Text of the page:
His friend's all coughed and awkwardly tried to ignore the scene in front of them, while the children in the group covered their ears. Adam flushed with embarrassment, while Robbins's brow furrowed, and Alex had to look away. It always kind of sucked when your kid misbehaved in public.

April turned around first, immediately but awkwardly lowering herself to Audrey's level, "Audrey? Honey, I know you're bored, but we're going to leave soon, okay."

Alex frowned as he watched his daughter flop backwards again as she continued to scream. The sound shifted again, this time laced with panic instead of frustration. She resisted her mother's attempts to restrain her, and lifted her tiny hands to her face, frantically assaulting the hat and tassel on her head. It was stuck on her hair clips, but Audrey refused to stay still long enough for April to remove the hat.

He felt his stomach drop. The sight was eerily familiar. It was stirring up memories Alex had long tried to bury.

Another state. Another ceremony. Another time. Wrestling junior league championships. His mother pulling huge clumps of her hair out while she screamed in imagined fear of her husband. The room full of prying eyes.

Memories no one knew about. No one around here anyway. Not Mer. Not Dr. Wyatt. Not even April.

Audrey continued to scream, twisting further away from April and scratching at her face wildly. Alex could tell his wife was getting worked up too. They'd experienced tantrums before, but this was something else. Their daughter desperately tried to remove her brother's graduation cap from her head, dragging the blunt nails Alex had clipped that morning for her bath down her chubby cheeks, deep enough to draw blood.


Alex felt his heart thudding in his chest as the situation escalated. Now, more people than their own group had noticed the bizarre outburst. Whispers and stares cut across the room from other families. Some creeps even pointed.

Everyone was looking at her. Everyone was looking at them.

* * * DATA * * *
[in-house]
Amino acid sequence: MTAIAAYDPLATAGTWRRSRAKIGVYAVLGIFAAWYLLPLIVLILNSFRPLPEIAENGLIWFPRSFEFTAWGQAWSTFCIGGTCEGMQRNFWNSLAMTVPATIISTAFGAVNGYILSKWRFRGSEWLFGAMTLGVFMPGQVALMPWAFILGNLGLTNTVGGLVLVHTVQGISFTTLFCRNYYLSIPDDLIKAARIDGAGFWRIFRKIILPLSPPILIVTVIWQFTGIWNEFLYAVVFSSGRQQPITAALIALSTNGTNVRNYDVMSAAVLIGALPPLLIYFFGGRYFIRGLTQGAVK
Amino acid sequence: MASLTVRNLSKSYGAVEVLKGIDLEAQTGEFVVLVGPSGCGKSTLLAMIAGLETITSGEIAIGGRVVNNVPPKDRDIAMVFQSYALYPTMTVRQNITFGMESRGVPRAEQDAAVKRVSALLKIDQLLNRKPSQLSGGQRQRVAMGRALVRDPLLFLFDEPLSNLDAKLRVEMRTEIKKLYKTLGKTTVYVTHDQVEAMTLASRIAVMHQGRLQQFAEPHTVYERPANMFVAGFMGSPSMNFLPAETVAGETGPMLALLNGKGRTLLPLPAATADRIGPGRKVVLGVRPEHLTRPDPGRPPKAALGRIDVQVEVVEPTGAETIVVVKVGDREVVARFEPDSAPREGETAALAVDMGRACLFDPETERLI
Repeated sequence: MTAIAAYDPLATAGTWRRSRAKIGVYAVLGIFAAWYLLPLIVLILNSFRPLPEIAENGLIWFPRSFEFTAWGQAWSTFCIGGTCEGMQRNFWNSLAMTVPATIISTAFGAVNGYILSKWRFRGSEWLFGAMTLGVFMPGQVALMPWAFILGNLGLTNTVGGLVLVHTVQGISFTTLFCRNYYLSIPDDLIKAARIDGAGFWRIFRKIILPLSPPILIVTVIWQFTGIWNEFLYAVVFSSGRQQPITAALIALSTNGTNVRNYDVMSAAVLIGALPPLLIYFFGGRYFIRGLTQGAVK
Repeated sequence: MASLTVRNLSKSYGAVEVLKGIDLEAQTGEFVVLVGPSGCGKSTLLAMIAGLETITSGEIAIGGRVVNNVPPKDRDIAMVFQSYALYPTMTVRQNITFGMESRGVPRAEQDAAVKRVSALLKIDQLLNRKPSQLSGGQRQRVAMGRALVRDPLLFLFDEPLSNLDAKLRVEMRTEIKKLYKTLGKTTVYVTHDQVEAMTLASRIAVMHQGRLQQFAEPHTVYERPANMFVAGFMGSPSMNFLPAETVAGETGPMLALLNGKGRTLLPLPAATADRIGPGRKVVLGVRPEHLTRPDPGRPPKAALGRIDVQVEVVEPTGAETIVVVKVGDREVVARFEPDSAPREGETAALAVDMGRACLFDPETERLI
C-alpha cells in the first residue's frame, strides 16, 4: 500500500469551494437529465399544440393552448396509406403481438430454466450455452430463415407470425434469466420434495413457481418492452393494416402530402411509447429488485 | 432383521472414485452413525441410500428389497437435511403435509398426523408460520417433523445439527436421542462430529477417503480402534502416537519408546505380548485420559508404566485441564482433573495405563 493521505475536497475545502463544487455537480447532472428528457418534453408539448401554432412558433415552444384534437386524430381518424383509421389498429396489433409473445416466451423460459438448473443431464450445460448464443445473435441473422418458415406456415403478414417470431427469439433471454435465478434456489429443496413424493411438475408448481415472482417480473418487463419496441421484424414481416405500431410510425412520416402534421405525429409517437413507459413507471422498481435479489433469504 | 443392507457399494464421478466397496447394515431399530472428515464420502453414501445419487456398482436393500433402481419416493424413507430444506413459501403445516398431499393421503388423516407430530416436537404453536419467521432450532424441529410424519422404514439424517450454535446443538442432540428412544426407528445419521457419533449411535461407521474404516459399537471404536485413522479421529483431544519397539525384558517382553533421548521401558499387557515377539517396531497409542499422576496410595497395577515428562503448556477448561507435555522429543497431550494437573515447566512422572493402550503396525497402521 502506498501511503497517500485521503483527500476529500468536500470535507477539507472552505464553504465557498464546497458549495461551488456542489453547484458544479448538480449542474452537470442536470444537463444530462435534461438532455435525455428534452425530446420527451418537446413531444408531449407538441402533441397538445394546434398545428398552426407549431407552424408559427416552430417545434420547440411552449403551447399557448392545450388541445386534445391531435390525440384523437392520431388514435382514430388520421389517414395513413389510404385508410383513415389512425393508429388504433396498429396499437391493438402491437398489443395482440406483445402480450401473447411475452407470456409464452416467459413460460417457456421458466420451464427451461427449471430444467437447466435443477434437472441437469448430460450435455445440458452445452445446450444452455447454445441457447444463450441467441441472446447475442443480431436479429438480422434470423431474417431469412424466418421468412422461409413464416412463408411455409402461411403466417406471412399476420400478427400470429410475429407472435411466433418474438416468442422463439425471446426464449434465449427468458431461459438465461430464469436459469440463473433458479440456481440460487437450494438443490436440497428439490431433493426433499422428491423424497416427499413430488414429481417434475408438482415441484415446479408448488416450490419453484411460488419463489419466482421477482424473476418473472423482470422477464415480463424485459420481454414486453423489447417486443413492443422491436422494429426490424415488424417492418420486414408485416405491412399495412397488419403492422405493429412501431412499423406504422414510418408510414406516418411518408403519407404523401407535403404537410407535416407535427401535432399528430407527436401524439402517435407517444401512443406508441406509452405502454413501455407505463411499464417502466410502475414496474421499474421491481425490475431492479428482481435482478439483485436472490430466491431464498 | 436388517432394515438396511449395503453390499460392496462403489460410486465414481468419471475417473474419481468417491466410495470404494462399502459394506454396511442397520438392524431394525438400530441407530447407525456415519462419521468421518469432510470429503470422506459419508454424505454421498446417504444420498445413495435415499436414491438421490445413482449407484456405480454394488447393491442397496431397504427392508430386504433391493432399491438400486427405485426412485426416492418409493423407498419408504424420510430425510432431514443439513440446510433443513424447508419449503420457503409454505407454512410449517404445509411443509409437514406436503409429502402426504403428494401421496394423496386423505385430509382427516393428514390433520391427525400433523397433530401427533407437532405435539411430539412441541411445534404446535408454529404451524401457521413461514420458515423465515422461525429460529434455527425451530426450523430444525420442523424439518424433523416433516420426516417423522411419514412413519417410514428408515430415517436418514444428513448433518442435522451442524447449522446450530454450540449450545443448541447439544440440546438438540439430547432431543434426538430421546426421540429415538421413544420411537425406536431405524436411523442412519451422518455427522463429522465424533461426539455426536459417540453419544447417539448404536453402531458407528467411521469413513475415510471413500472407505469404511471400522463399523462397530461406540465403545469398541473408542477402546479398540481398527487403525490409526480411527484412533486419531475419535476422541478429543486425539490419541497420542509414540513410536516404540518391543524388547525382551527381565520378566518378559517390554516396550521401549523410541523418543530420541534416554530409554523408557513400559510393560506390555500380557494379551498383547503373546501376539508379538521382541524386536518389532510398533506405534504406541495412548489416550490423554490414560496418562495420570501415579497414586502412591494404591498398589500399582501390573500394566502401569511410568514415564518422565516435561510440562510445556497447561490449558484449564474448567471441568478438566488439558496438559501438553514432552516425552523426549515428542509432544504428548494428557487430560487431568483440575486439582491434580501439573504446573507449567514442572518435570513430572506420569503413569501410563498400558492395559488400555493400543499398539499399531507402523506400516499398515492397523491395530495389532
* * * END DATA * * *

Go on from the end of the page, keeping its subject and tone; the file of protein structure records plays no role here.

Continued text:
Alex couldn't stand it. He had better joints than April and easily surprised both her and Audrey when he leaned in and gathered the still thrashing child from the seats. He had to get her outta there. He had to get out of there.

"I've got this," was the only explanation he gave before he hastily made his way out of the school auditorium, down a long hallway, and into the sunny weather out side. He cradled his little girl, removing the stupid graduation hat and letting it drop from his fingers somewhere between the front door of the school and his car.

April kept first aid kits in both their cars, not to mention in a dozen other random places around the house and in the garage. Thank goodness it was there today.

Without the hat, Audrey sniffled and took shaky breaths as she tried to calm down. Alex had to focus on his own breathing as he carefully cleaned the small red gash that now occupied his daughters cheek.

"Oh, Aud," he mumbled, gently applying antiseptic cream to the wound.

It was calm outside and few people passed my on the street. Alex could hear the sounds of birds chirping faintly beyond the thud of his own racing pulse in the back of his ears. They'd had such a happy morning too. And the ceremony had gone well. Things had been fine. Alex didn't want to believe what he was seeing in front of him.

"Oh, Aud," he repeated, unwrapping a pink and green striped band aid from the car kit. "You can't be pulling crap like this...trust me, you gotta grow out of crap like this..."

Because, while crap like this seemed to be pretty bad for a 3 year old, Alex knew that it was exponentially worse if someone continued to do it at 6, 12, 18 and beyond. He knew the signs. He grew up with the signs. But Alex just couldn't allow himself to add up the signs he saw in his daughter. He just couldn't face it.

Alex felt like he'd break if he faced it.

Surely it wasn't the same. Surely. She'd grow out of it. 3 year olds have tantrums all the time. Bother her brothers had. Zola and Sofia too. This would pass. It would disappear as she got older. Right?

Audrey looked up at him tragically, with her lower lip jutted out in a deep pout. She ran her fingers rhythmically along the plastic arm wrests of the car seat as he placed the bandage on her cheek smoothing out the edges. He cupped her cheek, smiling sadly, and brushing away her tears. Alex knew she couldn't really even understand him. And if his deepest unspoken fears were really true, he also knew that she couldn't really help it.

"Oh, Aud."

So really what we should say about fear isn't get over it. We should say get through it. Because the feeling is real. We're all afraid. And that's okay. Being afraid means you have something to lose. It means you are alive.